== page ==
They do listen so pick your tales and words carefully. I once had a young woman stop me at a high school football game and say, " Hi Mr. FC! Remember me?"
Now she had only been in my 7th grade Life Science class for about half a year before moving and that had been years ago, but she had been such a bright sparkler that I actually did pull her name out of my memory.
I asked her how and what she was up to these days and she said, " I just got accepted to Dental School at UF. Remember that story you told us about your two root canals back in 7th grade?"
I nodded, surprised that she would mention that. The story was to illustrate how quickly things can change due to science and education. I had told the tale of a very painful root canal on a broken tooth when I was 12 (My child hood dentist was ancient and probably went to dental school in the 1920's. He didn't use anesthetics much) and a second painless one 6 years later at the age of 18. Different dentists, different training and technology. The whole story took 10 minutes of a class on teeth and bones ... years ago.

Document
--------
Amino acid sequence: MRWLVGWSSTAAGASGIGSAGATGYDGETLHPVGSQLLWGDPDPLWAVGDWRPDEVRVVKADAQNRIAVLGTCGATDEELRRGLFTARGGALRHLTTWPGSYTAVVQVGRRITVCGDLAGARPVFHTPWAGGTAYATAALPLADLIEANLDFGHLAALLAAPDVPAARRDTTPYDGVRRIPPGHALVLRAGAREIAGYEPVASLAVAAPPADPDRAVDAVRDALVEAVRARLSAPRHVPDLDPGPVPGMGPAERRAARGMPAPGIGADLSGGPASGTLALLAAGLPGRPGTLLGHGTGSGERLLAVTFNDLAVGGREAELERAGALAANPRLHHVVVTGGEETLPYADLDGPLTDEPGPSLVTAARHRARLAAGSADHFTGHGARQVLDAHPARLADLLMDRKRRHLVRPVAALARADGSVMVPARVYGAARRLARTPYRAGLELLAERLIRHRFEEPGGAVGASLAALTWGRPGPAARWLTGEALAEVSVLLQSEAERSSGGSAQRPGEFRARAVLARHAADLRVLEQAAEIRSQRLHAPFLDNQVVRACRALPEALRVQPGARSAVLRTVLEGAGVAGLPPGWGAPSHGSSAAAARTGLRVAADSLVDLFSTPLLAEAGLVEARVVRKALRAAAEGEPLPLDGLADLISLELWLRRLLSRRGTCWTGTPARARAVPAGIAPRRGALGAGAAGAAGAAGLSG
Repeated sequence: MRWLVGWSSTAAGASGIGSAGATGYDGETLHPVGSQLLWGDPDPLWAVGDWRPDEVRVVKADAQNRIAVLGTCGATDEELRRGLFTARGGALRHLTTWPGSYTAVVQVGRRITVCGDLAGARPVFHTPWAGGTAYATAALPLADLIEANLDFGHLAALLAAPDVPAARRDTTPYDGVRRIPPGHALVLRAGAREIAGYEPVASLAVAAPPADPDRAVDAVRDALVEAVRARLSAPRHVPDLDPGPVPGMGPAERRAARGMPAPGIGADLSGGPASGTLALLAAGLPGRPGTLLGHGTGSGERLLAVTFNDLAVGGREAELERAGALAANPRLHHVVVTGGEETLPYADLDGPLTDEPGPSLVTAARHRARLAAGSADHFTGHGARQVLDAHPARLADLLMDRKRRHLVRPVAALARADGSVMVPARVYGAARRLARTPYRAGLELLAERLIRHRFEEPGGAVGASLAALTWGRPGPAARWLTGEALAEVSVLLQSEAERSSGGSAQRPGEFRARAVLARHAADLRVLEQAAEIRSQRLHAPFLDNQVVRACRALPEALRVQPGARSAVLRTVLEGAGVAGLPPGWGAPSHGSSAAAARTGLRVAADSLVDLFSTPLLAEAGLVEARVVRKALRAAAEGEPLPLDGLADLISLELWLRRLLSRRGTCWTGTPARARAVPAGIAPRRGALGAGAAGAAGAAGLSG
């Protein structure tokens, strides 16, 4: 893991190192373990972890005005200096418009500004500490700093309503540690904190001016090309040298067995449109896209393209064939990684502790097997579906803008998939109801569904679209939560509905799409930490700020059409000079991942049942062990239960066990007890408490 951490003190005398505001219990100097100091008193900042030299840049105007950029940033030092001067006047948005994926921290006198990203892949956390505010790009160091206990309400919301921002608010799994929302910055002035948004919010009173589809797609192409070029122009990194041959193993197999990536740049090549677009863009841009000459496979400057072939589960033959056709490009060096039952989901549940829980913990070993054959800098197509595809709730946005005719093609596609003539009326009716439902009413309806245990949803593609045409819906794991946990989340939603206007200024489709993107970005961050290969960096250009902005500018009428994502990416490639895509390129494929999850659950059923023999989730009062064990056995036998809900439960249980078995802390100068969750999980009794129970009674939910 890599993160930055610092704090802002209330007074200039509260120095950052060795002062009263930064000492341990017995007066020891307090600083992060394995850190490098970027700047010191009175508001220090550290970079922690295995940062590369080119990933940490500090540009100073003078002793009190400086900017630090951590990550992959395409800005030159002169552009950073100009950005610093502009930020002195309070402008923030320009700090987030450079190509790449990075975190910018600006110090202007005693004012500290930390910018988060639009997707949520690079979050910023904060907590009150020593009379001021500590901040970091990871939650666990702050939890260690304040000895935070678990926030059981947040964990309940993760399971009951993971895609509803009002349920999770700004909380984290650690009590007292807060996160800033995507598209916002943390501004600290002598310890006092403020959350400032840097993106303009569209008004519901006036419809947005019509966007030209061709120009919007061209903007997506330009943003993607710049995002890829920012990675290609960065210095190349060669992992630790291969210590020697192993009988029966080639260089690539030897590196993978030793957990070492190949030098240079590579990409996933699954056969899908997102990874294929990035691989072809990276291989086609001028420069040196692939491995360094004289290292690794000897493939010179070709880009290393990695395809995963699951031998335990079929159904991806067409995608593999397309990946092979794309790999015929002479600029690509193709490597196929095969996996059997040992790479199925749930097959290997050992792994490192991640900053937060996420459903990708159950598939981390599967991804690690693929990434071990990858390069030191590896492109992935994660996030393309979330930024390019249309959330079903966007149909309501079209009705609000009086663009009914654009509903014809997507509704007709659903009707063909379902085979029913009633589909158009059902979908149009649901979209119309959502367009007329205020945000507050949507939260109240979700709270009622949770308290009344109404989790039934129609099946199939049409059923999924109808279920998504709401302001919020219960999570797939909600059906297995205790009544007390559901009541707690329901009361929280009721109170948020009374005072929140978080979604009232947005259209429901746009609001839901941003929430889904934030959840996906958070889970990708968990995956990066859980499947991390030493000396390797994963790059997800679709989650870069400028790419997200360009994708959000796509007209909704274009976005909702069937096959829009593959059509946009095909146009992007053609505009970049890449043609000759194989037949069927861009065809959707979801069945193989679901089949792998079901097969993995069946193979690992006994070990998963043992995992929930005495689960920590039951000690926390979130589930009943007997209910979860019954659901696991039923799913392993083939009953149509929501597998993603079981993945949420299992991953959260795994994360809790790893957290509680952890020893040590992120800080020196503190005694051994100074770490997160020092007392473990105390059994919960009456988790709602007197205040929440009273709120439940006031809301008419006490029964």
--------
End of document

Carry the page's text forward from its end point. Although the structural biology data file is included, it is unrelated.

" That was the day I decided to become a dentist."
So you never know what sticks and what rolls off of them. Just keep in mind that the squirmy mass of middle school human larvae contains future doctors, lawyers, soldiers, cops, artists, builders, chefs, technicians, nurses, and murderers. All of these and more have passed through my class in the larval form. Some metamorphosed predictably and some surprised me.
Teach them well and the rest is up to them.
Keep Big Ed's advice in mind every day ...
"Never Give Them Free Time"
... Especially the murderers.